While home care services are available on the Coast, moving into a nursing home doesn’t have to be the end of the world.
While home care services are available on the Coast, moving into a nursing home doesn’t have to be the end of the world. Contributed

Help is at hand for twilight years

AS the years creep on, the most basic tasks, easily completed in youth, can become nothing but a nightmare.

The simple act of making the bed, showering or changing a light bulb can seem a task too difficult to achieve alone.

Falls and maintaining proper nutrition can be a real problem.

Buderim's Linda Delamotte was a registered nurse in a previous career, and now runs home help service Your Home Care.

"Mental health can deteriorate when (older people) move out of their homes," Ms Delamotte said.

"(We help with) all logistic things that make it really stressful."

She said that with a little assistance, life could become more manageable and pleasant for those with limited mobility or chronic health issues.

Aroona's John Davis, and his wife Pamela, both 77, live independently, but are starting to feel the effects of age and have used St Ambrose's services.

"There's lots of things that they help us with," Mr Davis said.

So far, the Davises have only made use of home help services about half a dozen times, mostly to modify their home to make it easier to get around.

With the help of government funding via home help programs, they have installed handrails by toilets and in the shower, and built some extra steps.

"If we need light globes changed for us, they do that for us," they said.

Ms Delamotte said that home help could be provided for as much or as little time as needed.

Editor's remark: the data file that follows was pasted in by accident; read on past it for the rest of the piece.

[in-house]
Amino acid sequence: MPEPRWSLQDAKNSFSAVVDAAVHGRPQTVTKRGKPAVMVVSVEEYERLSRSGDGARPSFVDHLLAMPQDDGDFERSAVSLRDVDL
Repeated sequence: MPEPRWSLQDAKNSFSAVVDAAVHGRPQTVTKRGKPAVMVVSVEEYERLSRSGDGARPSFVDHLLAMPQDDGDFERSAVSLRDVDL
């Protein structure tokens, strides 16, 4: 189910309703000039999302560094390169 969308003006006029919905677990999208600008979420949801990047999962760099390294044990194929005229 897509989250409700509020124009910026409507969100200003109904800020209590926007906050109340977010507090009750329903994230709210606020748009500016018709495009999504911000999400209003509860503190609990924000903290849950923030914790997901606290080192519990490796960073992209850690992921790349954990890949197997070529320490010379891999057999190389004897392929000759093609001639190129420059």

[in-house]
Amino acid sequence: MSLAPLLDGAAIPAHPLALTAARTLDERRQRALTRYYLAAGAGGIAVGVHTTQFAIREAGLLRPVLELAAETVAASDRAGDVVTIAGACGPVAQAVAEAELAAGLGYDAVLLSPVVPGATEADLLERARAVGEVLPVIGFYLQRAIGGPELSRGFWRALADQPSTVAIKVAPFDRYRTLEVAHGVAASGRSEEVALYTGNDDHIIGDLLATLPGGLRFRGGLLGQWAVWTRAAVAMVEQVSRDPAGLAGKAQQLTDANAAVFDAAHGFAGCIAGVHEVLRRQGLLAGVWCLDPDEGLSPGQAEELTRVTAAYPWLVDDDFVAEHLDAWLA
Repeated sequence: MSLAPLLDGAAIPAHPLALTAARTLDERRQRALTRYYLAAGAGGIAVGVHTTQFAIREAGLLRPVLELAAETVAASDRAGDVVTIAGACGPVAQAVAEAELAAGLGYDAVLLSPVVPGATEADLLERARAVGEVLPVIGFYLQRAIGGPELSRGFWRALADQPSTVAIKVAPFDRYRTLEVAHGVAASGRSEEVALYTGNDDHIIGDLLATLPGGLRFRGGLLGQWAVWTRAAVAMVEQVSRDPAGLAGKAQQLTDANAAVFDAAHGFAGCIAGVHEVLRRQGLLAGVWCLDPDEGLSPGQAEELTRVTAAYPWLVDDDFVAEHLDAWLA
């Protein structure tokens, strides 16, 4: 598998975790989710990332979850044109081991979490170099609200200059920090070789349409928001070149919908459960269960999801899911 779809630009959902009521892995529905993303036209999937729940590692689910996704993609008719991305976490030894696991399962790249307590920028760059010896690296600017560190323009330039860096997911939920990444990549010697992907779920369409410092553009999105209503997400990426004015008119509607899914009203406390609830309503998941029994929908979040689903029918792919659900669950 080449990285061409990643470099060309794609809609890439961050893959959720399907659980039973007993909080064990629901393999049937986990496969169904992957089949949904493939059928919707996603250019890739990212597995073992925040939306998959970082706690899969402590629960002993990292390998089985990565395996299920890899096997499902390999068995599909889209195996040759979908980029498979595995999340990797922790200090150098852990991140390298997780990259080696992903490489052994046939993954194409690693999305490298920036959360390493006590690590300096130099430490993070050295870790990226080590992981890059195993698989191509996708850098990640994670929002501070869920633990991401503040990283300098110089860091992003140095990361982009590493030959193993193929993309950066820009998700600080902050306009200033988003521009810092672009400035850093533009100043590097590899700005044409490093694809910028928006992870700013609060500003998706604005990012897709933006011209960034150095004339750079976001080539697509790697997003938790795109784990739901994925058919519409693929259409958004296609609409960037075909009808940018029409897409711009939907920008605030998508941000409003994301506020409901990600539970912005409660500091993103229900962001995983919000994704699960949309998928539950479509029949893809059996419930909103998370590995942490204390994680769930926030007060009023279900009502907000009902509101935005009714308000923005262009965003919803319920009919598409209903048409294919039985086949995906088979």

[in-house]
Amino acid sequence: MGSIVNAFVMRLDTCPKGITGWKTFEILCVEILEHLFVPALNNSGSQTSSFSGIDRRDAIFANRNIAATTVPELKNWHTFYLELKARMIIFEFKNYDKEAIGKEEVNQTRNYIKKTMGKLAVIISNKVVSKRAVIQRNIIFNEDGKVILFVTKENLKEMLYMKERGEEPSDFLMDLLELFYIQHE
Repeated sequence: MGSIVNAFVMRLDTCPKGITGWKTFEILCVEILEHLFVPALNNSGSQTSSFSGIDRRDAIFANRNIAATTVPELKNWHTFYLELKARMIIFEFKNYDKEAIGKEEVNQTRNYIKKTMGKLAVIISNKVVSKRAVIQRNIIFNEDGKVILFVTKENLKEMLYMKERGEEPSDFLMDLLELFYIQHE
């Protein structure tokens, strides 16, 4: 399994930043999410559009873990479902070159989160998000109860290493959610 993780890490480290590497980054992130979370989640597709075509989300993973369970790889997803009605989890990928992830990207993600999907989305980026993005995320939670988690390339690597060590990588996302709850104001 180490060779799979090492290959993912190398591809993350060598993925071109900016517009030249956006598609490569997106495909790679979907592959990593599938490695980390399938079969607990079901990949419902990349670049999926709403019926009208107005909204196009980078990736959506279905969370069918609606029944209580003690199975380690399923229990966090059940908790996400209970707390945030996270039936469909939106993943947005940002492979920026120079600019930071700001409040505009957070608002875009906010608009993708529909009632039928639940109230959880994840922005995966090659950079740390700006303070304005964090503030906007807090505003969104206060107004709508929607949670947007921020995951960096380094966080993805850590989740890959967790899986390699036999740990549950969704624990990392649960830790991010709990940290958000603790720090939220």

"We've got a number of elderly patients we only visit an hour a day," she said.

Ms Delamotte said a quick visit every day or two to help with showering, making the bed or washing clothes could help the elderly maintain independence, and start each day afresh with dignity.

"Everyone wants a clean bed to sleep in at night," she said.

Ms Delamotte said when it came time to move to the more intensive care of a nursing home, early preparation was the key for those in need of care, and their loved ones looking out for them.

"A year (ahead) would be a safe time (to let someone know they may need to go to a nursing home)," she said.

"That gives them a year to adapt to the idea themselves."

She said loved ones should look out for warning signs that it may soon be time to start talking about care options.

"When you visit and you can see that their house is becoming unruly … if they can't maintain their nutrition," Ms Delamotte said.

"Also when personal hygiene starts to reduce or suffer."

Ms Delamotte recommended visiting several Sunshine Coast facilities to see which one would provide the right level of care and had the right feel.

"It's the fear of the unknown," she said.

She said conversation focusing on the benefits of a higher level of care could make the transition between independent living and a life in a nursing home less painful for all concerned.

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